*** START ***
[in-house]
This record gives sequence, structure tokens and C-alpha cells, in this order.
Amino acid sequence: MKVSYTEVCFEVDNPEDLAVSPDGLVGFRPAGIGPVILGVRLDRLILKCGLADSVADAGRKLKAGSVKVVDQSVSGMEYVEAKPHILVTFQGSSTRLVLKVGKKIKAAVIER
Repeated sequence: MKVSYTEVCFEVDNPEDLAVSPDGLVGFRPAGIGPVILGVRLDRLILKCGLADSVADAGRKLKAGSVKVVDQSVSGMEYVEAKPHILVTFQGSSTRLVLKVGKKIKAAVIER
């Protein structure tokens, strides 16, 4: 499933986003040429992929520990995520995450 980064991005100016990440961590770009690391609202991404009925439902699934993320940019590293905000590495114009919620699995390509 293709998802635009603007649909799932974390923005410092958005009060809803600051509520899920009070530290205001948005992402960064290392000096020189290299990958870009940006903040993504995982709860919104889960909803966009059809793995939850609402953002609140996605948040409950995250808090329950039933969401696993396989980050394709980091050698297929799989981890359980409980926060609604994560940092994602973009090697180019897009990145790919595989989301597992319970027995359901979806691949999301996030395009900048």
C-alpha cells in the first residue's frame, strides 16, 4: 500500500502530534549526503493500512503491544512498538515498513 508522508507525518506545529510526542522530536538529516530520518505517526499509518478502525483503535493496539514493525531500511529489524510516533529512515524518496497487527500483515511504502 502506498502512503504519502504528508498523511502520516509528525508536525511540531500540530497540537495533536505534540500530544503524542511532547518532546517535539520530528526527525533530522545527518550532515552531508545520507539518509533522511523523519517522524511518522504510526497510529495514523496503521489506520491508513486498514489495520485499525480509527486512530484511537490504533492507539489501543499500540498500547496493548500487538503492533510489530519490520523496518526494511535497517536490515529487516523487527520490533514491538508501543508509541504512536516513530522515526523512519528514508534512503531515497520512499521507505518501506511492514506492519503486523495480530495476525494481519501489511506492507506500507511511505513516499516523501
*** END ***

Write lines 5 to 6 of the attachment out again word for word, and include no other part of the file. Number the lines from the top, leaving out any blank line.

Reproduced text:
């Protein structure tokens, strides 16, 4: 499933986003040429992929520990995520995450 980064991005100016990440961590770009690391609202991404009925439902699934993320940019590293905000590495114009919620699995390509 293709998802635009603007649909799932974390923005410092958005009060809803600051509520899920009070530290205001948005992402960064290392000096020189290299990958870009940006903040993504995982709860919104889960909803966009059809793995939850609402953002609140996605948040409950995250808090329950039933969401696993396989980050394709980091050698297929799989981890359980409980926060609604994560940092994602973009090697180019897009990145790919595989989301597992319970027995359901979806691949999301996030395009900048």
C-alpha cells in the first residue's frame, strides 16, 4: 500500500502530534549526503493500512503491544512498538515498513 508522508507525518506545529510526542522530536538529516530520518505517526499509518478502525483503535493496539514493525531500511529489524510516533529512515524518496497487527500483515511504502 502506498502512503504519502504528508498523511502520516509528525508536525511540531500540530497540537495533536505534540500530544503524542511532547518532546517535539520530528526527525533530522545527518550532515552531508545520507539518509533522511523523519517522524511518522504510526497510529495514523496503521489506520491508513486498514489495520485499525480509527486512530484511537490504533492507539489501543499500540498500547496493548500487538503492533510489530519490520523496518526494511535497517536490515529487516523487527520490533514491538508501543508509541504512536516513530522515526523512519528514508534512503531515497520512499521507505518501506511492514506492519503486523495480530495476525494481519501489511506492507506500507511511505513516499516523501